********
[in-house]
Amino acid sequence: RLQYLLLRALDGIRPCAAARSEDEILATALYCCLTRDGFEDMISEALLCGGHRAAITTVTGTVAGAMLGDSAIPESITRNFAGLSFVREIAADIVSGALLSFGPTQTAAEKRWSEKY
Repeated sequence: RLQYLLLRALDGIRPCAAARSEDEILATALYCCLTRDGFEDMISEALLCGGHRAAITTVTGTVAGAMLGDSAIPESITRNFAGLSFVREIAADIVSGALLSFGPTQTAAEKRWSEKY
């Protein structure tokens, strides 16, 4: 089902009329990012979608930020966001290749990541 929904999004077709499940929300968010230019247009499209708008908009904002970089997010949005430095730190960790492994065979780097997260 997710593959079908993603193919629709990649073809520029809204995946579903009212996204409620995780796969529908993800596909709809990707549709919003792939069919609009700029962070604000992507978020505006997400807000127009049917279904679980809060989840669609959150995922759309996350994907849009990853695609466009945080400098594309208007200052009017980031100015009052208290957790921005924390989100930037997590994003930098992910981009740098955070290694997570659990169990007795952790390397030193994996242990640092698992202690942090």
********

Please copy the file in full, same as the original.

[in-house]
Amino acid sequence: RLQYLLLRALDGIRPCAAARSEDEILATALYCCLTRDGFEDMISEALLCGGHRAAITTVTGTVAGAMLGDSAIPESITRNFAGLSFVREIAADIVSGALLSFGPTQTAAEKRWSEKY
Repeated sequence: RLQYLLLRALDGIRPCAAARSEDEILATALYCCLTRDGFEDMISEALLCGGHRAAITTVTGTVAGAMLGDSAIPESITRNFAGLSFVREIAADIVSGALLSFGPTQTAAEKRWSEKY
């Protein structure tokens, strides 16, 4: 089902009329990012979608930020966001290749990541 929904999004077709499940929300968010230019247009499209708008908009904002970089997010949005430095730190960790492994065979780097997260 997710593959079908993603193919629709990649073809520029809204995946579903009212996204409620995780796969529908993800596909709809990707549709919003792939069919609009700029962070604000992507978020505006997400807000127009049917279904679980809060989840669609959150995922759309996350994907849009990853695609466009945080400098594309208007200052009017980031100015009052208290957790921005924390989100930037997590994003930098992910981009740098955070290694997570659990169990007795952790390397030193994996242990640092698992202690942090």